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  • Posted January 24, 2024

FDA Warns of Rare Secondary Cancer Risk With CAR-T Therapies

WEDNESDAY, Jan. 24, 2024 (Healthday News) -- The U.S. Food and Drug Administration has told drugmakers to add a boxed warning to a type of cancer treatment called CAR-T therapy, saying the treatment itself may sometimes cause a secondary cancer.

Still, FDA spokesperson Carly Kempler told NBC News that, despite the new warning, "the overall benefits of these products continue to outweigh their potential risks."

Twenty-five reports of rare blood cancers in patients who had gotten CAR-T therapy prompted the agency to add the boxed warning, Kempler said.

CAR-T therapy uses a patient's own immune cells to fight blood cancers such as leukemia, multiple myeloma and lymphoma. Immune cells are harvested from the patient and then genetically altered in a lab to make them target cancer cells. Once tweaked, the immune cells are infused back into the patient.

It's a powerful therapy: In 2022, doctors who had treated two leukemia patients with CAR-T a decade ago reported that the treatment had essentially cured the patients.

“This has been a game changer when we think about treating lymphoma and other diseases,” Dr. Matthew Frigault, clinical director of the Massachusetts General Hospital Cellular Immunotherapy Program, told NBC News.

In 2017, the first CAR-T therapy, Novartis' drug Kymriah, was approved by the FDA. Another five therapies have since been approved.

The makers of five of these drugs -- Bristol Myers Squibb, for Abecma and Breyanzi; Gilead Sciences' Kite Pharma, for Yescarta; Johnson & Johnson's Carvykti; and Novartis, for Kymriah -- must submit proposed label changes in the next 30 days to note that CAR-T therapy can raise the risk of rare blood cancers, the FDA said.

If the drugmakers disagree, they can submit a rebuttal explaining why a change isn't needed, NBC News reported.

In a statement, a spokesperson for Novartis said the company has not found “sufficient evidence” to support a link between cancer and its treatment. However, the company will work with the FDA to update its label “appropriately,” the spokesman said.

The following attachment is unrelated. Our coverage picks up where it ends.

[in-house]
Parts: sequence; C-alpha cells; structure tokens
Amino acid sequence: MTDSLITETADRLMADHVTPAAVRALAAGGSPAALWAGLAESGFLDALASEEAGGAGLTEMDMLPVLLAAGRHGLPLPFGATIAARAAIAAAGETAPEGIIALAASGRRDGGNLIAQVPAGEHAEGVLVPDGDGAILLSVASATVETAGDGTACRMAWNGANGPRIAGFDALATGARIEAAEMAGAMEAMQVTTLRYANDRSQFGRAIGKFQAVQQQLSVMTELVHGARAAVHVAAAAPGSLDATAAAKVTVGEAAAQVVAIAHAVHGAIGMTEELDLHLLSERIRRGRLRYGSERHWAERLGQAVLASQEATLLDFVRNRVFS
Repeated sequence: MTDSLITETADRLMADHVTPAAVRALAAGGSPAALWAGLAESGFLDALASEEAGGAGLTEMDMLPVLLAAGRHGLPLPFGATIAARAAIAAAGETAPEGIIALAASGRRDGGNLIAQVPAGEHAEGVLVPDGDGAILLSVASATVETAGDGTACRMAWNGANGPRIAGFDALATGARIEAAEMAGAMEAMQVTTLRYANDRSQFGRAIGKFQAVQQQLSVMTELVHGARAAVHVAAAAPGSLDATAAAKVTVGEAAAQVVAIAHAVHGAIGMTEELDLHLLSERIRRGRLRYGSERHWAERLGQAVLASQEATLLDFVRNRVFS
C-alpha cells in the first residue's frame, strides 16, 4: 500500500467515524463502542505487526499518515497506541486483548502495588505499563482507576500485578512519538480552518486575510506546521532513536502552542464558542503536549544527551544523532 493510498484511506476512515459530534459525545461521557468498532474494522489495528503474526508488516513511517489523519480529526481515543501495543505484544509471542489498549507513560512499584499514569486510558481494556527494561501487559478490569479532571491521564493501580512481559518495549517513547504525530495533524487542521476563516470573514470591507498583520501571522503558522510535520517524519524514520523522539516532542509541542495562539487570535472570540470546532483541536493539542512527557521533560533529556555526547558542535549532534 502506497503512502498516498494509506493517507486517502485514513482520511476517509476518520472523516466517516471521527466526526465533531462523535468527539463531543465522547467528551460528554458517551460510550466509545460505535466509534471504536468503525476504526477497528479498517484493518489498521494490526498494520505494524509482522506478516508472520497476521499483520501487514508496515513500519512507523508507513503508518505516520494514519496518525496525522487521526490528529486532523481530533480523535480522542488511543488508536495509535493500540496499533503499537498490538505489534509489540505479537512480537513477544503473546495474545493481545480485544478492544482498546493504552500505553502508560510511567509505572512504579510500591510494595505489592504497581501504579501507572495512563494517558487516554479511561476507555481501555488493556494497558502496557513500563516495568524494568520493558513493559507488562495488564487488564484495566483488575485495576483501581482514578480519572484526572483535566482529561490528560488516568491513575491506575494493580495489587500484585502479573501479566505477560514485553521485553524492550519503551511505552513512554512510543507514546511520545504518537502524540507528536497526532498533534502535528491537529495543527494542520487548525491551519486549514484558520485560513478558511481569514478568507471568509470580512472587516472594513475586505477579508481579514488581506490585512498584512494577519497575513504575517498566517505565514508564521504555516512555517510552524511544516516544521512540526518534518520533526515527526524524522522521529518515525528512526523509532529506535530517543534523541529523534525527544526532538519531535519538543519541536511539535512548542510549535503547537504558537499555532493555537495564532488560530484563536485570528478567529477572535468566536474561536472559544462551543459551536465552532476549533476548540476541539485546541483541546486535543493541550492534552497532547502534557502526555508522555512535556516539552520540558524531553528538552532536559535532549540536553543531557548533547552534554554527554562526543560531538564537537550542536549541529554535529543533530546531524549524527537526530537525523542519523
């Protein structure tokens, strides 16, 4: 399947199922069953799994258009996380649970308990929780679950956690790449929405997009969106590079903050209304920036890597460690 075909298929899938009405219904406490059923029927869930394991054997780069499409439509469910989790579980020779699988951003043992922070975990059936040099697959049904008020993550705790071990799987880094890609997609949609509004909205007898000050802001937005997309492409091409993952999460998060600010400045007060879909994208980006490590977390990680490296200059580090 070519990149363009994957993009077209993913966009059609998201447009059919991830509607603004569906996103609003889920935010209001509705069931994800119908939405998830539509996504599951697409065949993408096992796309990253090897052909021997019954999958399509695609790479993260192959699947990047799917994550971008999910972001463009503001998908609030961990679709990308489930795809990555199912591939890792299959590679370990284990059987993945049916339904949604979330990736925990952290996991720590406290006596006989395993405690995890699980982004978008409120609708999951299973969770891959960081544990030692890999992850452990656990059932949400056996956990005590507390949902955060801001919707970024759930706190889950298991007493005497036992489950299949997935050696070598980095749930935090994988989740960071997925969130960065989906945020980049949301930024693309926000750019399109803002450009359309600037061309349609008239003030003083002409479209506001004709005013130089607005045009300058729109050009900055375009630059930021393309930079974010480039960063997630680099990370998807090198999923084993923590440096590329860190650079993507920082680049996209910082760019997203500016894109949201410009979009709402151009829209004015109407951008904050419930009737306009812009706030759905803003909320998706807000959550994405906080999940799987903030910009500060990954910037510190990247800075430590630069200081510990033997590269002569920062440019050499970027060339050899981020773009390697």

Spokespersons for Johnson & Johnson and Gilead Sciences also told NBC News that they would work with the agency to update their labels.

A spokesperson for Bristol Myers Squibb said the company is evaluating “next steps” following the FDA's notice, although it has not seen any cancer cases associated with its treatment.

CAR-T treatments are still relatively new, Frigault noted, so the FDA has required the makers of these therapies to conduct 15-year follow-up studies to measure the potential risk of secondary cancers.

The FDA “is not saying that every single one of the cases they've reported has clearly shown CAR-T has led to this, but more that there may be an association," he said. "This is what the FDA does. They look for a signal."

If CAR-T does cause cancer, the risk is likely very small, Dr. Hemant Murthy, a hematology-oncology physician at the Mayo Clinic in Florida, told NBC News.

“I don't really see this affecting too much of practice,” Murthy said.

Dr. Saad Usmani, a myeloma physician and cell therapist at Memorial Sloan Kettering, noted that other cancer treatments, such as radiation and chemotherapy, also carry a risk of secondary cancers.

“The [boxed warning] change is expected given the recent reports, albeit very low incidence in such cases,” he told NBC News.

More information

The National Cancer Institute has more on CAR-T therapy.

SOURCE: U.S. Food and Drug Administration, news release, Jan. 23, 2024; NBC News

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